Politifact is an alleged fact check website targeting political figures operated by the St. Petersburg Times (FL). But an assessment posted on their website over the weekend shows how ideologically biased such “fact checking” can be.
The article written by Maryalice Gill (a reporter for the Nashua Telegraph [NH]) rates a recent statement as “Mostly True” made by GOP presidential candidate Mitt Romney claiming that Barack Obama will have added more to the federal debt than all of his 43 presidential predecessors. The problem with Gill’s “Mostly True” assessment is that Romney’s campaign relied on an earlier Politifact assessment rating the same claim by Republican House Whip Rep. Eric Cantor last November, which they rated as “True”.
So how did “PolitiFact” turn one of their “True” statements into “Mostly True”? Here’s how it went down:
Now let’s throw in a further complication. In an interview, Romney’s staff backed up the candidate’s statement in part by citing a prior ruling by PolitiFact.
Williams, Romney’s spokesman, cited PolitiFact “True” ruling on a claim by Rep. Eric Cantor, R-Va.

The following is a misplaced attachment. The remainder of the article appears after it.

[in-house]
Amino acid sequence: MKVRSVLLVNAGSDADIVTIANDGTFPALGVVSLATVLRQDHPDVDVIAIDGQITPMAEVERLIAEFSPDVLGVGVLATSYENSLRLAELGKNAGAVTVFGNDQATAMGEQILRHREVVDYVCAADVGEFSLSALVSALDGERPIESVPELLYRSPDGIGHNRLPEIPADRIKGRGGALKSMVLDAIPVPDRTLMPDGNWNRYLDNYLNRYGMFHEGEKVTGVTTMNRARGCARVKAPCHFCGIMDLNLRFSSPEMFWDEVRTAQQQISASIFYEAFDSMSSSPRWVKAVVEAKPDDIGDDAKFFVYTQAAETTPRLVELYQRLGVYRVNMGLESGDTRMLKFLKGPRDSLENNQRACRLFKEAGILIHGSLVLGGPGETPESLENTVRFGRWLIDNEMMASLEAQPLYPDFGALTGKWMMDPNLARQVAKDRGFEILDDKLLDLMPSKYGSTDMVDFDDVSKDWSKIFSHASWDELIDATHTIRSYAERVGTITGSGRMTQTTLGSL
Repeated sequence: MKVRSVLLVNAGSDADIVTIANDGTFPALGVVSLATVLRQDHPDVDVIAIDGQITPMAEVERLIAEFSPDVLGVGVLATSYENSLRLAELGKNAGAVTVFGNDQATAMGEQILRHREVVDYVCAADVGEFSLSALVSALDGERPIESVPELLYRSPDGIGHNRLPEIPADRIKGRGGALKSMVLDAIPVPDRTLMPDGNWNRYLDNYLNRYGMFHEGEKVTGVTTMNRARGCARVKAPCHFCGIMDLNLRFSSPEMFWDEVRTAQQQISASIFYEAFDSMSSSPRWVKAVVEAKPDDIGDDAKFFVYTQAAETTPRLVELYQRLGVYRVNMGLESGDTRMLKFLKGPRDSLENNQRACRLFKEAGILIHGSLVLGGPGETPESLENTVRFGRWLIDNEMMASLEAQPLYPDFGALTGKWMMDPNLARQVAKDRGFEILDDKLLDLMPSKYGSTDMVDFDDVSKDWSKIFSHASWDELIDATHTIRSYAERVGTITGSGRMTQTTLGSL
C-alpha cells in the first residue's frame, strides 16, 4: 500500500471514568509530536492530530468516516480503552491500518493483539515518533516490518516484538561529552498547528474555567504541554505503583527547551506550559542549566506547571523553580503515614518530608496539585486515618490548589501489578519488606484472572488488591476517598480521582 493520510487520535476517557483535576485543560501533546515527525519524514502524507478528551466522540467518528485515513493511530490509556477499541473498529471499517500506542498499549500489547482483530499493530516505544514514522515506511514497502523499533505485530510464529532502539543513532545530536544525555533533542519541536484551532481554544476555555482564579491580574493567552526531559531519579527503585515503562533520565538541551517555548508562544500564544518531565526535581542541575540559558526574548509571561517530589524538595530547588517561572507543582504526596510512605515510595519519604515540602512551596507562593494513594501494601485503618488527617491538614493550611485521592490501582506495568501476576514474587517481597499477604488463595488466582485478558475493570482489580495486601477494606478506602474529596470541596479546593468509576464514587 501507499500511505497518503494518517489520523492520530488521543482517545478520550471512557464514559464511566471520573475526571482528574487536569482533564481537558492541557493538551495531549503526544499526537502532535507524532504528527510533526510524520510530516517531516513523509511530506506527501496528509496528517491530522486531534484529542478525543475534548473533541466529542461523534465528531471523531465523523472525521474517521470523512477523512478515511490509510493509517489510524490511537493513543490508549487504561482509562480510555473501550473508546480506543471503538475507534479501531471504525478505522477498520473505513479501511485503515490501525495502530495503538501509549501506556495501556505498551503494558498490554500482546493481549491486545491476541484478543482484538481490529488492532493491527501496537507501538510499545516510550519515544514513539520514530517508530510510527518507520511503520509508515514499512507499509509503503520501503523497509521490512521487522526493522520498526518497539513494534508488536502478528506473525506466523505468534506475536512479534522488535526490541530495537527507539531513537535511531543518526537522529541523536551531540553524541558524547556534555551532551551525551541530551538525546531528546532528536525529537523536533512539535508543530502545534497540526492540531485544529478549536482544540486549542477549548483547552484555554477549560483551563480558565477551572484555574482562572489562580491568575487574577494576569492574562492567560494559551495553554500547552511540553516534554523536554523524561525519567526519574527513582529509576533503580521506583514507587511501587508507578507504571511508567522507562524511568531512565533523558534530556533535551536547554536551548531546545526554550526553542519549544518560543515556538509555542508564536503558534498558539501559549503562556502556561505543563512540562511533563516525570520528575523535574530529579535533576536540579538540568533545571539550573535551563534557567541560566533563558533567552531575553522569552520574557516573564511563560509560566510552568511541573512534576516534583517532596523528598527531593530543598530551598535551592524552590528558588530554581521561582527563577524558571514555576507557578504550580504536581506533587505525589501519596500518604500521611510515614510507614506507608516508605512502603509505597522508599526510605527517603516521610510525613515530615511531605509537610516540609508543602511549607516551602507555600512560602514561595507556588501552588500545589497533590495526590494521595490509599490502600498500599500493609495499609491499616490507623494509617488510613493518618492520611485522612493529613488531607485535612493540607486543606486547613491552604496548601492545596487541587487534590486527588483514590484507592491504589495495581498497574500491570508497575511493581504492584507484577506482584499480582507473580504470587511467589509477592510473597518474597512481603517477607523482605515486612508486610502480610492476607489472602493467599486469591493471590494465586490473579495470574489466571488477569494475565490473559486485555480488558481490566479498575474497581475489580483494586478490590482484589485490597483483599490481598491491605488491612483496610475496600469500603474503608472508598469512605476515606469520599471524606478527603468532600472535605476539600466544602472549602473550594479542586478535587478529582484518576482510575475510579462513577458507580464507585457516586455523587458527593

In a letter to the editor of the Richmond Times-Dispatch in October 2010, Cantor wrote that “the budget submitted by Obama will add more to the debt than the outstanding debt of the previous 43 presidents combined.”
PolitiFact rated the statement True, and that was good enough for Romney’s campaign. “We actually pulled it right off the (Politifact) website,” Williams said in an interview. “We’re making the same contention that (Cantor) made.”
But when the topic came up in Romney’s claim, we re-checked our work and realized that in the Cantor fact-check we had only used the first option (the end of fiscal 2008 to the end of fiscal 2012) rather than the other two. Based on all three measurements, Romney is right by two but off by the other one. So we find his claim Mostly True.
So we find that “PolitiFact” changed the basis for their assessment once Republicans started using their own assessment to beat up their boyfriend Barack. So will they start giving out ratings of their own posts?
We rate PolitiFact’s blindingly partisan assessments as “Pants on Fire”.